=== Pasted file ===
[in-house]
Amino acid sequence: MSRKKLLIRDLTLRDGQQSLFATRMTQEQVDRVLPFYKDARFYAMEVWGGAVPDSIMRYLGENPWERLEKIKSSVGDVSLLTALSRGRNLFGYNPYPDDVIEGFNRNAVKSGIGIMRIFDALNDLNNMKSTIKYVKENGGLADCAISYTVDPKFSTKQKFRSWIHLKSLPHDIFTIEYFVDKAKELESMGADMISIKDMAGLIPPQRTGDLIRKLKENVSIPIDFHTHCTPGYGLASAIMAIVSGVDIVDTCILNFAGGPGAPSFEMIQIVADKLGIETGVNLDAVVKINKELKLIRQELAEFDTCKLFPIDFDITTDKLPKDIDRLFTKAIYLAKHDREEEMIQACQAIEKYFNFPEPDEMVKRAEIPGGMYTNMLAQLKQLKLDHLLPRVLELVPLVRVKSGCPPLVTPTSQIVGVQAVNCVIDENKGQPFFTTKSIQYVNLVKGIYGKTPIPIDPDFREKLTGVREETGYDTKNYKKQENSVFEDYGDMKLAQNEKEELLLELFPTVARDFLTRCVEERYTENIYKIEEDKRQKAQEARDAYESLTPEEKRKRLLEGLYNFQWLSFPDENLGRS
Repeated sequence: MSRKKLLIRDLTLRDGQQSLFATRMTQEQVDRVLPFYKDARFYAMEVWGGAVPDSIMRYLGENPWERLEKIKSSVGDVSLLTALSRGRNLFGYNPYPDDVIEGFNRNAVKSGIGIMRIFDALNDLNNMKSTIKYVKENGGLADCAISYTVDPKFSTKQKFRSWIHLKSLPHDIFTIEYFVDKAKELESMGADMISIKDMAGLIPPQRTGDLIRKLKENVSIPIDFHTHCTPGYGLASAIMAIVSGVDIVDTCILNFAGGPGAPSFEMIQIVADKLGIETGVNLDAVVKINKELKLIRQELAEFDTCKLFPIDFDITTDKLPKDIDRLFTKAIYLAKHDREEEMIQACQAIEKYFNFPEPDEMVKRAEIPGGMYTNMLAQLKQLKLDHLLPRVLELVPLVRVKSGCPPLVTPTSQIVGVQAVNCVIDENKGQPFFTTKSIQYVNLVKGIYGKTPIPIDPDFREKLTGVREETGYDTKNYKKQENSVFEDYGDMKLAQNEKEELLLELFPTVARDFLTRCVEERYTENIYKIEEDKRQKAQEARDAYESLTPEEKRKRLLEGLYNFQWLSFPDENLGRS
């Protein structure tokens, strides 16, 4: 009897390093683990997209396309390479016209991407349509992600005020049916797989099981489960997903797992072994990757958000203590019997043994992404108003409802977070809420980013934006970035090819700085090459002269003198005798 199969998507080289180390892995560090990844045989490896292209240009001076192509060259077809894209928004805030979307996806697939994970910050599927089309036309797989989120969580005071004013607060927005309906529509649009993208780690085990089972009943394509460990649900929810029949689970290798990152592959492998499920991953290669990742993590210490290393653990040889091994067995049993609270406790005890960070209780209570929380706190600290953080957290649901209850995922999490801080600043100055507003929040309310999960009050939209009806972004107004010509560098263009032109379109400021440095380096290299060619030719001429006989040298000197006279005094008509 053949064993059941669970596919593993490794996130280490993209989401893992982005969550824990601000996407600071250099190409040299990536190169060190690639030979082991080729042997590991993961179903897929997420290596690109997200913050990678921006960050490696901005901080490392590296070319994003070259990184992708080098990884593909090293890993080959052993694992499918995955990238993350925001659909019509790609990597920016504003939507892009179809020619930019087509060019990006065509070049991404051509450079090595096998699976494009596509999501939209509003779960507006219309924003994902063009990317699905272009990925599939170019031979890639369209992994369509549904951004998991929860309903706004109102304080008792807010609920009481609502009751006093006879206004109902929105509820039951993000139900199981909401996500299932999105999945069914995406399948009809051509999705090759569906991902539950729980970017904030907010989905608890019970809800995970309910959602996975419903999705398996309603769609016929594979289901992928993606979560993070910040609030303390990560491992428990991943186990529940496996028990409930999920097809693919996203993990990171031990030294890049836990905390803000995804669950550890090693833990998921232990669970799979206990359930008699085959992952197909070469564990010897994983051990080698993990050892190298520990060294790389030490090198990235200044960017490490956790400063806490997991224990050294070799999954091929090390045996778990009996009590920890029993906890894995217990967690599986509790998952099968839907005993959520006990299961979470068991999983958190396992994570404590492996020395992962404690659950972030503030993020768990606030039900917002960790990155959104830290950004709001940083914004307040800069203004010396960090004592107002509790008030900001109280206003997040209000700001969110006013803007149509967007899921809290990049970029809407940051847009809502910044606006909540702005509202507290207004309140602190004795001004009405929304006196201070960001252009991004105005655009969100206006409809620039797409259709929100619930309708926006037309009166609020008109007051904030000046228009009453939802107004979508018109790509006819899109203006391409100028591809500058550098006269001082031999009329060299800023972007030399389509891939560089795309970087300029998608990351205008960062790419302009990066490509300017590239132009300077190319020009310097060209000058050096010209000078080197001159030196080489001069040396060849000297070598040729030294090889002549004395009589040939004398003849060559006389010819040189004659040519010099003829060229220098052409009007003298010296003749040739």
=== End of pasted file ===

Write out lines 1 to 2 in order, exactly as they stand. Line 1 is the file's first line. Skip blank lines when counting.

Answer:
[in-house]
Amino acid sequence: MSRKKLLIRDLTLRDGQQSLFATRMTQEQVDRVLPFYKDARFYAMEVWGGAVPDSIMRYLGENPWERLEKIKSSVGDVSLLTALSRGRNLFGYNPYPDDVIEGFNRNAVKSGIGIMRIFDALNDLNNMKSTIKYVKENGGLADCAISYTVDPKFSTKQKFRSWIHLKSLPHDIFTIEYFVDKAKELESMGADMISIKDMAGLIPPQRTGDLIRKLKENVSIPIDFHTHCTPGYGLASAIMAIVSGVDIVDTCILNFAGGPGAPSFEMIQIVADKLGIETGVNLDAVVKINKELKLIRQELAEFDTCKLFPIDFDITTDKLPKDIDRLFTKAIYLAKHDREEEMIQACQAIEKYFNFPEPDEMVKRAEIPGGMYTNMLAQLKQLKLDHLLPRVLELVPLVRVKSGCPPLVTPTSQIVGVQAVNCVIDENKGQPFFTTKSIQYVNLVKGIYGKTPIPIDPDFREKLTGVREETGYDTKNYKKQENSVFEDYGDMKLAQNEKEELLLELFPTVARDFLTRCVEERYTENIYKIEEDKRQKAQEARDAYESLTPEEKRKRLLEGLYNFQWLSFPDENLGRS